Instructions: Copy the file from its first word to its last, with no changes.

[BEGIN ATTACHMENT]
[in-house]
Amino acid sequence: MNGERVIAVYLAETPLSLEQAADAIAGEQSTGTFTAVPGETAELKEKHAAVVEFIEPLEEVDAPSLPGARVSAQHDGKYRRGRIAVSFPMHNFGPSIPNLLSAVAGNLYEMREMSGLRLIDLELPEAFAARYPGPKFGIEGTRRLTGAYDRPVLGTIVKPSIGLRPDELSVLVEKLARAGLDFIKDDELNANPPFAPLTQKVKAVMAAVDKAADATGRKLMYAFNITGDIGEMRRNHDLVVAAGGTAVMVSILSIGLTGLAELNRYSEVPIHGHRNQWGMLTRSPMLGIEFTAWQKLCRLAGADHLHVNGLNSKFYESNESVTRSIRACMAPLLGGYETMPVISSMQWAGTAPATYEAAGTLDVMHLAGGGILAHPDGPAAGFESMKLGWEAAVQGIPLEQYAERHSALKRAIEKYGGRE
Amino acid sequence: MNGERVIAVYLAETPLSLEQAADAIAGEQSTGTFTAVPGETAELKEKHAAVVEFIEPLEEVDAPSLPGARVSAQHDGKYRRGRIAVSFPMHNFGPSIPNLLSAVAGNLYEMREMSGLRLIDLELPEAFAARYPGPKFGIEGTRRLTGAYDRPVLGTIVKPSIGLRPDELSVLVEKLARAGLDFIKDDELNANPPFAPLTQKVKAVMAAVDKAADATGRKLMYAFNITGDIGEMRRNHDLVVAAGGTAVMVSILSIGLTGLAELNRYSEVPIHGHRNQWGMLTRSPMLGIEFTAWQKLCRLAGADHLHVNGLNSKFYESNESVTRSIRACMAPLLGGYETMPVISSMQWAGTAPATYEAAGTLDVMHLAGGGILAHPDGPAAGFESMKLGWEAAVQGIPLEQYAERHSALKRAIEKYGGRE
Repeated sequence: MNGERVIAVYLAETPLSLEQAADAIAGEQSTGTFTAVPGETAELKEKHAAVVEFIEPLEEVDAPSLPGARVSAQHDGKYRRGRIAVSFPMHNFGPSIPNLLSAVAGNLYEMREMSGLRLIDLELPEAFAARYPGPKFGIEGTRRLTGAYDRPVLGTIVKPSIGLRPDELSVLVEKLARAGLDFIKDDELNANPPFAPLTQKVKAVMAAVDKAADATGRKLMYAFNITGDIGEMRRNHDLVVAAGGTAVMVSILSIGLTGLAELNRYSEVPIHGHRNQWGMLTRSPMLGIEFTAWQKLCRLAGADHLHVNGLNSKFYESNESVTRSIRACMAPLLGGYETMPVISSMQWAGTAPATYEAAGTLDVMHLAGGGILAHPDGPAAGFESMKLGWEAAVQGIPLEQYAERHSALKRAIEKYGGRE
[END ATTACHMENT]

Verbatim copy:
[in-house]
Amino acid sequence: MNGERVIAVYLAETPLSLEQAADAIAGEQSTGTFTAVPGETAELKEKHAAVVEFIEPLEEVDAPSLPGARVSAQHDGKYRRGRIAVSFPMHNFGPSIPNLLSAVAGNLYEMREMSGLRLIDLELPEAFAARYPGPKFGIEGTRRLTGAYDRPVLGTIVKPSIGLRPDELSVLVEKLARAGLDFIKDDELNANPPFAPLTQKVKAVMAAVDKAADATGRKLMYAFNITGDIGEMRRNHDLVVAAGGTAVMVSILSIGLTGLAELNRYSEVPIHGHRNQWGMLTRSPMLGIEFTAWQKLCRLAGADHLHVNGLNSKFYESNESVTRSIRACMAPLLGGYETMPVISSMQWAGTAPATYEAAGTLDVMHLAGGGILAHPDGPAAGFESMKLGWEAAVQGIPLEQYAERHSALKRAIEKYGGRE
Amino acid sequence: MNGERVIAVYLAETPLSLEQAADAIAGEQSTGTFTAVPGETAELKEKHAAVVEFIEPLEEVDAPSLPGARVSAQHDGKYRRGRIAVSFPMHNFGPSIPNLLSAVAGNLYEMREMSGLRLIDLELPEAFAARYPGPKFGIEGTRRLTGAYDRPVLGTIVKPSIGLRPDELSVLVEKLARAGLDFIKDDELNANPPFAPLTQKVKAVMAAVDKAADATGRKLMYAFNITGDIGEMRRNHDLVVAAGGTAVMVSILSIGLTGLAELNRYSEVPIHGHRNQWGMLTRSPMLGIEFTAWQKLCRLAGADHLHVNGLNSKFYESNESVTRSIRACMAPLLGGYETMPVISSMQWAGTAPATYEAAGTLDVMHLAGGGILAHPDGPAAGFESMKLGWEAAVQGIPLEQYAERHSALKRAIEKYGGRE
Repeated sequence: MNGERVIAVYLAETPLSLEQAADAIAGEQSTGTFTAVPGETAELKEKHAAVVEFIEPLEEVDAPSLPGARVSAQHDGKYRRGRIAVSFPMHNFGPSIPNLLSAVAGNLYEMREMSGLRLIDLELPEAFAARYPGPKFGIEGTRRLTGAYDRPVLGTIVKPSIGLRPDELSVLVEKLARAGLDFIKDDELNANPPFAPLTQKVKAVMAAVDKAADATGRKLMYAFNITGDIGEMRRNHDLVVAAGGTAVMVSILSIGLTGLAELNRYSEVPIHGHRNQWGMLTRSPMLGIEFTAWQKLCRLAGADHLHVNGLNSKFYESNESVTRSIRACMAPLLGGYETMPVISSMQWAGTAPATYEAAGTLDVMHLAGGGILAHPDGPAAGFESMKLGWEAAVQGIPLEQYAERHSALKRAIEKYGGRE